My client had a face-to-face meeting with Dr. Velez about the type of operation the doctor proposed. As my client later testified in court, the doctor said: “it is my way or the highway.” This was shameful and completely egocentric behavior on the doctor's part. To add insult to injury, Dr. Velez then released my client to full duty work with a 5% whole body impairment rating after initially stating my client was totally disabled! The insurance company then stopped completely my client's weekly disability benefits. I wrote a very strongly worded letter to Dr. Velez asking him for the reason why he gave my client a full duty work release (Dr. Velez had not seen my client for over 60 days). I paid him a fee for answering my letter and I waited for a response. After numerous attempts to contact his office, the office manager sent my money back stating the “doctor refused to answer my letter.” I could have subpoenaed him but instead, I asked my client to submit to an independent doctor's examination and evaluation.
I chose Dr. Douglas Linville, an independent, fair-minded, and well-experienced orthopedic spine surgeon. Dr. Linville essentially stated two things:
Further testing was needed to see how my client's injury affected his entire lumbar spine.
Dr. Velez proposed surgery would not help my client-he needed a more extensive surgery.
The insurer countered by sending my client to Max Steuer, a reputable Neurosurgeon for a one-time examination to counter Dr. Linville's opinion.
The insurer's goal was to offer my client the one-level partial disc removal, stating this is all they are responsible for in his workers' compensation injury claim. I obtained additional medical diagnosis and another narrative report from Dr. Linville, asking him to pull together all the medical evidence. Once this was accomplished, we were ready to submit everything to a Workers' Compensation Administrative Law Judge for a decision. Our position was that more than a small, partial disc surgery was necessary to treat the entire effect of my client's lumbar spine job injuries. The insurer argued they should still be in control of the medical treatment, Dr. Linville should not be authorized, and only my client's lumbar spine at the point of the partial disc removal was their responsibility. We recently received a great Award written by the ALJ giving my client Dr. Linville as his new treating physician. The Judge's opinion was that Dr. Linville essentially gave my client hope of a comprehensive treatment and a better hope of recovery.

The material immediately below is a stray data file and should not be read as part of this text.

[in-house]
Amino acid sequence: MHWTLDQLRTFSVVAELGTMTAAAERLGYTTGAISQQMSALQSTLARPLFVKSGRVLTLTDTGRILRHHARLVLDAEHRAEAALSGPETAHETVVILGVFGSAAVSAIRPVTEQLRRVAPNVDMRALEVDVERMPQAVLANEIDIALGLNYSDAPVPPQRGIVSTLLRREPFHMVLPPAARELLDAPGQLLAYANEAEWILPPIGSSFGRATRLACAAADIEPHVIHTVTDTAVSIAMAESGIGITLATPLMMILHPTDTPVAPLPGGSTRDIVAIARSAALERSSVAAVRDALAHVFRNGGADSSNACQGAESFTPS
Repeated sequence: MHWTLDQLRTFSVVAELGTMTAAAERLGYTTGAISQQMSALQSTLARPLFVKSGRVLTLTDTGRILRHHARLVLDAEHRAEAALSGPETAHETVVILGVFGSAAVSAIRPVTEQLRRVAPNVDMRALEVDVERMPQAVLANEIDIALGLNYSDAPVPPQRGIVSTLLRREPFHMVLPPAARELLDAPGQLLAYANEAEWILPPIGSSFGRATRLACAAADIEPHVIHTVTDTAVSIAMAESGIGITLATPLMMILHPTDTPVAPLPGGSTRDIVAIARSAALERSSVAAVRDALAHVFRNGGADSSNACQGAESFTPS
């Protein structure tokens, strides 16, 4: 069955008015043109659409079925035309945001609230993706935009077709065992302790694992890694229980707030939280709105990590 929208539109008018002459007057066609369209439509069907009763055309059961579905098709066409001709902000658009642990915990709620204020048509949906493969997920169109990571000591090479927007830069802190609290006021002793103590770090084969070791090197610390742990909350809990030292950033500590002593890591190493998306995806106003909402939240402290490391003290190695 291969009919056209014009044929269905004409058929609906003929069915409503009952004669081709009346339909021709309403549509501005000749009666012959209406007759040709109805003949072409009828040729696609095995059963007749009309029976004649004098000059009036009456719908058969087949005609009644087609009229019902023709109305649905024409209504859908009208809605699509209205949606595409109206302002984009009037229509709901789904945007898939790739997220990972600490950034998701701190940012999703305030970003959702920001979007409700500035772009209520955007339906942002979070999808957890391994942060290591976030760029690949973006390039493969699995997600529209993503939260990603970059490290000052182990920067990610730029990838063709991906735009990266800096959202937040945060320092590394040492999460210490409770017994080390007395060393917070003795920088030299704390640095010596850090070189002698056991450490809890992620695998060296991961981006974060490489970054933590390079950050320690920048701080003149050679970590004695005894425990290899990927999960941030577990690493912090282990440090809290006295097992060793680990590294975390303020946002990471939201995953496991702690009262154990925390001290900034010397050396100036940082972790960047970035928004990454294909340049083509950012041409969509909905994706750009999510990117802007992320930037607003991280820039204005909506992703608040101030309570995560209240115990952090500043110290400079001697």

This was a very satisfying victory. Now there are no limitations on my client's treatment and my client will not ever have to return to Dr. Velez. Also, my client's weekly benefits were restored since Dr. Linville believes my client is not capable of any work at this time. From the time of our first request for a hearing until we received the Award of the Judge six (6) months went by. Depositions, interrogatories, new medical doctor's examinations, follow-up on medical treatment and interpretation of diagnostic testing, preparation of the case for a hearing and two postponements, brief writing, and review all are part of this formidable Award. Lots of work but we have given our client a new opportunity to get better. This is what I like to do.
One of my most satisfying cases recently was when I had an opportunity to represent “Larry” in a very difficult case. He called me after he said the workers' compensation Judge ruled against him and his lawyer. I told him I would appeal his case but he had to fire his lawyer first. He did so. This client's first lawyer did not listen to “Larry”. Admittedly the client was hard to deal with in some ways. But after the insurance company sent this client to an insurance doctor for a second opinion about back surgery, the client attempted to call his original lawyer to tell him: “I think this doctor will help me.” He could not reach his lawyer. The call went to voicemail. Later the client called again. The attendant told him he called the office far too much and hung up on him. Then the client got very frustrated and gave up.
On the morning of the court case, the insurance lawyer told the Judge they did not have the medical report from the insurance company doctor. My client's lawyer never attempted to postpone the hearing and the Judge ruled against my client based on the information presented that day. When I took the time to talk to my client, once I started representing him, I heard what he said about this insurance company doctor making a positive comment about his medical condition. Listening was the key.
In our appeal, I was able to subpoena the missing doctor's report. It was extremely helpful to my client's case. We were able to turn the case around, winning the appeal. This meant that we could have another hearing with the new evidence presented to the Judge. The Judge ordered back pay to “Larry”. He was awarded his new doctor so he could have his surgery and ultimately settled his case for $200,000. All because I listened to the client's story.
There might have been a bit of “good lawyering” in the mix. One of the keys to being a good lawyer is listening to your clients (and to all witnesses). Tell me your story. I will listen. Always.